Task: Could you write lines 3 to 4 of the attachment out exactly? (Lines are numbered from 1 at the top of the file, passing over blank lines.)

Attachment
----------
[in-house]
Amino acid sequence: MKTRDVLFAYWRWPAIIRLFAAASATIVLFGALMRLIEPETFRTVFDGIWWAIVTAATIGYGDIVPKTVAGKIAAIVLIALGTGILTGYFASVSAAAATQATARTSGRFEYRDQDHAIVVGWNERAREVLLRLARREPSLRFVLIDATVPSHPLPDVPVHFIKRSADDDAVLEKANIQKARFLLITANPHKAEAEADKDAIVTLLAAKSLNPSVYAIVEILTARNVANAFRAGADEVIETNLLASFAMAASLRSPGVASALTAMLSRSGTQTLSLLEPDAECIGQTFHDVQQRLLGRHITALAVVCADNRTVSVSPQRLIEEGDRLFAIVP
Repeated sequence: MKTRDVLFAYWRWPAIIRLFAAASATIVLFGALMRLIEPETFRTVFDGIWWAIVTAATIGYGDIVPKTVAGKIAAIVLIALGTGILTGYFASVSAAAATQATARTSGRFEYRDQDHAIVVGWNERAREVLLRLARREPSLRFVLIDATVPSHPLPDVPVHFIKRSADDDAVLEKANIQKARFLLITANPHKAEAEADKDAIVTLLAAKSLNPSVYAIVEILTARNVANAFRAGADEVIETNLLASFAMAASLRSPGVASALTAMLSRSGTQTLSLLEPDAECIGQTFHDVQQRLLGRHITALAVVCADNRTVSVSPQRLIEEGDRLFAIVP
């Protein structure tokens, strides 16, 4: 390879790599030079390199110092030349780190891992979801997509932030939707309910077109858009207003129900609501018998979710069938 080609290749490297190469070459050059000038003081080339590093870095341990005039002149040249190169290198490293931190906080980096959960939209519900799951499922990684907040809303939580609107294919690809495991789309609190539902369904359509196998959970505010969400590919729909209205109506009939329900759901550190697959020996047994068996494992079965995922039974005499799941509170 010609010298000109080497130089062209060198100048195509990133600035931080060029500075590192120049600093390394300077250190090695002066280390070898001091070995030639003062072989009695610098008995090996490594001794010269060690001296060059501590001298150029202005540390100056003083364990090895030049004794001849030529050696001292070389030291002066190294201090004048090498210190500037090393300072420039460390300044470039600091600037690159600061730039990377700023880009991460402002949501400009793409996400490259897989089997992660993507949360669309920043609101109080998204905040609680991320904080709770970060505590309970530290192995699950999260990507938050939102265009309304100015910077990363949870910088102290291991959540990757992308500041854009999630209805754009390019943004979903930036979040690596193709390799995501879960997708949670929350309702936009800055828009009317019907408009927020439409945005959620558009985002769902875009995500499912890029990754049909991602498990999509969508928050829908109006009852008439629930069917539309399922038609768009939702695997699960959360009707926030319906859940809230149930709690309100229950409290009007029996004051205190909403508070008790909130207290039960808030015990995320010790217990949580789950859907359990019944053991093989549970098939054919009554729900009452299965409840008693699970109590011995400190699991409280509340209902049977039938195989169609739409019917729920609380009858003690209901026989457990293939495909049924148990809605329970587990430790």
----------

Repeated sequence: MKTRDVLFAYWRWPAIIRLFAAASATIVLFGALMRLIEPETFRTVFDGIWWAIVTAATIGYGDIVPKTVAGKIAAIVLIALGTGILTGYFASVSAAAATQATARTSGRFEYRDQDHAIVVGWNERAREVLLRLARREPSLRFVLIDATVPSHPLPDVPVHFIKRSADDDAVLEKANIQKARFLLITANPHKAEAEADKDAIVTLLAAKSLNPSVYAIVEILTARNVANAFRAGADEVIETNLLASFAMAASLRSPGVASALTAMLSRSGTQTLSLLEPDAECIGQTFHDVQQRLLGRHITALAVVCADNRTVSVSPQRLIEEGDRLFAIVP
């Protein structure tokens, strides 16, 4: 390879790599030079390199110092030349780190891992979801997509932030939707309910077109858009207003129900609501018998979710069938 080609290749490297190469070459050059000038003081080339590093870095341990005039002149040249190169290198490293931190906080980096959960939209519900799951499922990684907040809303939580609107294919690809495991789309609190539902369904359509196998959970505010969400590919729909209205109506009939329900759901550190697959020996047994068996494992079965995922039974005499799941509170 010609010298000109080497130089062209060198100048195509990133600035931080060029500075590192120049600093390394300077250190090695002066280390070898001091070995030639003062072989009695610098008995090996490594001794010269060690001296060059501590001298150029202005540390100056003083364990090895030049004794001849030529050696001292070389030291002066190294201090004048090498210190500037090393300072420039460390300044470039600091600037690159600061730039990377700023880009991460402002949501400009793409996400490259897989089997992660993507949360669309920043609101109080998204905040609680991320904080709770970060505590309970530290192995699950999260990507938050939102265009309304100015910077990363949870910088102290291991959540990757992308500041854009999630209805754009390019943004979903930036979040690596193709390799995501879960997708949670929350309702936009800055828009009317019907408009927020439409945005959620558009985002769902875009995500499912890029990754049909991602498990999509969508928050829908109006009852008439629930069917539309399922038609768009939702695997699960959360009707926030319906859940809230149930709690309100229950409290009007029996004051205190909403508070008790909130207290039960808030015990995320010790217990949580789950859907359990019944053991093989549970098939054919009554729900009452299965409840008693699970109590011995400190699991409280509340209902049977039938195989169609739409019917729920609380009858003690209901026989457990293939495909049924148990809605329970587990430790």